Australia as an International Financial Services Management Centre: An Assessment

By Daly, Kevin; Tosompark, Chanikarn Teresa | International Journal of Management, September 2011 | Go to article overview

Australia as an International Financial Services Management Centre: An Assessment


Daly, Kevin, Tosompark, Chanikarn Teresa, International Journal of Management


In general, a financial centre can be defined as 'a place in which there is a high concentration of managed financial institutions and financial markets performing activities which are internationally recognised for their management efficacy, efficiency, and legal standing. In this study we construct a number of traditional and alternative measures to assess the importance of Australia as an International Managed Financial Services Centre relative to other major centres. In particular we draw comparisons between inward/outward international investment positions and the exports of financial services. Due to data limitations, these measures are compared on a country rather than on a city level on which activities of an IFC should be based. Australia's financial sector (gross value added) relative to the overall economy is very similar to that of many other developed economies, such as the US, UK, Japan and Canada, but significantly less than a number of overseas financial centres, most notably Luxembourg, Hong Kong and Singapore. In general our study confirms previous results which support the existence of a positive relationship between an economies openness and inward financial sector direct investment. Furthermore we find that institutional investor's country credit rating, microeconomic and institutional factors of country such as government efficiency, business environment and infrastructure were all positively and significantly related to direct investment of financial services.

Introduction

Internationally numerous reasons have been put forward for the development of an international financial services centre. The most documented of which are; empirical research demonstrates a well-established causal link from financial sector development to economic growth (Akhter and Daly 2009, Levine 2005). Countries that have highly efficient and competitive financial sectors are also likely to be exporting those services along with the creation of direct and indirect jobs and tax revenues.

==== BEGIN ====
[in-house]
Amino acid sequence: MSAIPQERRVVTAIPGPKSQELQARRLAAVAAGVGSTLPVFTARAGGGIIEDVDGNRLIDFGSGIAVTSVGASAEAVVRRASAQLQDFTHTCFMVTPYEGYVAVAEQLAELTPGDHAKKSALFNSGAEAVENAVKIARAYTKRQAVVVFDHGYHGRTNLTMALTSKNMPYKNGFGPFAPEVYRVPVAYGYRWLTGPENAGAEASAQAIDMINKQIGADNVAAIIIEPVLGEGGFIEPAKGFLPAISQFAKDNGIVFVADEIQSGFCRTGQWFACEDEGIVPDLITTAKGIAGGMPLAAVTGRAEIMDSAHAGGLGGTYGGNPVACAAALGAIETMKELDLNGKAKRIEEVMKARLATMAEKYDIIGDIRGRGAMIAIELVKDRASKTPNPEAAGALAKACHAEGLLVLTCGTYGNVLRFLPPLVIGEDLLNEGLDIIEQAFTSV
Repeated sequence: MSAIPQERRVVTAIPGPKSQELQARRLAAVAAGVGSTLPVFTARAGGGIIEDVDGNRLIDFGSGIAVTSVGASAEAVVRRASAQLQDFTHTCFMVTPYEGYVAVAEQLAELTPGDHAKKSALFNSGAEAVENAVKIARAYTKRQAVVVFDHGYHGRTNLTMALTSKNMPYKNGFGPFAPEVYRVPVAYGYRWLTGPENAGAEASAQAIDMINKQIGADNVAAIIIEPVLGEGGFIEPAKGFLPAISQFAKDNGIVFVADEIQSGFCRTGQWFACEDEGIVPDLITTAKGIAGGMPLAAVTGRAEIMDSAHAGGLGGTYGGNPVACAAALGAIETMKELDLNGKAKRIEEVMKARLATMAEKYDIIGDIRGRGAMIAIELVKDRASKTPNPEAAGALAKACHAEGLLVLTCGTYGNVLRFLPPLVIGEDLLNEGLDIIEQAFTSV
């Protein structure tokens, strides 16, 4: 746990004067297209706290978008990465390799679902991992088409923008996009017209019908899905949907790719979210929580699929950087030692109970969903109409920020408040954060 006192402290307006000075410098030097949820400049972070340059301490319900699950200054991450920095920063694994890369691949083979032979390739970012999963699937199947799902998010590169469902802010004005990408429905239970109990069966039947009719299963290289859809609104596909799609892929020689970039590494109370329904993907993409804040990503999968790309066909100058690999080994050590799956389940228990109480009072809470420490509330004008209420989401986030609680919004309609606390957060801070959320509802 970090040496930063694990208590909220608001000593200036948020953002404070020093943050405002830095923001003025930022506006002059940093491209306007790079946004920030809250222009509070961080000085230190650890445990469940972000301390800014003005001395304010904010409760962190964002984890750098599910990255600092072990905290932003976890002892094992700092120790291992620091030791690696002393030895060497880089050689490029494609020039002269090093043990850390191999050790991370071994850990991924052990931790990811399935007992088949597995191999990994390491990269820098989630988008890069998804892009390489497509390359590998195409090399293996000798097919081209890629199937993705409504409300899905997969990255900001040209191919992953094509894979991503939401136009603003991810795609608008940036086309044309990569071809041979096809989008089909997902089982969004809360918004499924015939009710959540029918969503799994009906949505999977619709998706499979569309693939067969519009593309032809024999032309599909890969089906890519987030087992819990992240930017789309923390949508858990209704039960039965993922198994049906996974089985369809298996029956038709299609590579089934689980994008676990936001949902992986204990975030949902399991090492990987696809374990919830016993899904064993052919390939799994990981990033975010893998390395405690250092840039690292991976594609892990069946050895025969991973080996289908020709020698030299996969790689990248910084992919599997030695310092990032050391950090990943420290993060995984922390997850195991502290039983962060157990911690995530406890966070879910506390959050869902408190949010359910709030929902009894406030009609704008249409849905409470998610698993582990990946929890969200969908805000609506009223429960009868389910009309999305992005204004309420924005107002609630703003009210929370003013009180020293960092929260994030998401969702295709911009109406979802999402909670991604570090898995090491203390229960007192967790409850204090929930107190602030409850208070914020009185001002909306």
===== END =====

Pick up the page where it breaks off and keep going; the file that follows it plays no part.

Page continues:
Australia has arguably a comparative advantage in many parts of its financial sector compared with most other countries in the region. Australia's financial services sector is an important contributor to national output, employment and economic growth. The sector currently accounts directly for around 7.5 per cent of GDP, and employs directly around 390,000 people, or 3.6 per cent of total employment. Indirectly, financial services employs a substantially larger number of people, by way of outsourced legal, accounting, technology, administration, processing and other services. However while Australia is a very open trading economy overall, exports and imports of financial services as a percentage of GDP are, by international standards considerably lower.

It is therefore interesting to assess the relative importance of Australia as a financial services centre regionally and/or globally and examine the nature of the characteristics for a Country or City labelled an International Financial Services Centre.

Measuring the Concentration of Financial Market Activities

The conventional approach to measuring the relative importance of various financial centres is often based on the degree of concentration of international financial activities in equity, bond, credit (as represented by the banking sector), foreign exchange and derivatives markets.

In Table 1 we document the major financial services activities, benefits to consumers/ business/government and list some support services for the activities. Major financial services activates in Australia include Funds Management where as of June 2008 some 89 per cent of those funds originate from Australian pension funds (both institutional and retail), the remainder are sourced offshore 1. Rainmaker's 2007 survey estimate that Australia's share of global pension mutual and sovereign funds is around 0.2 per cent. Regards Investment banking the major activities here include mergers and acquisitions, capital raisings (debt and equity). …

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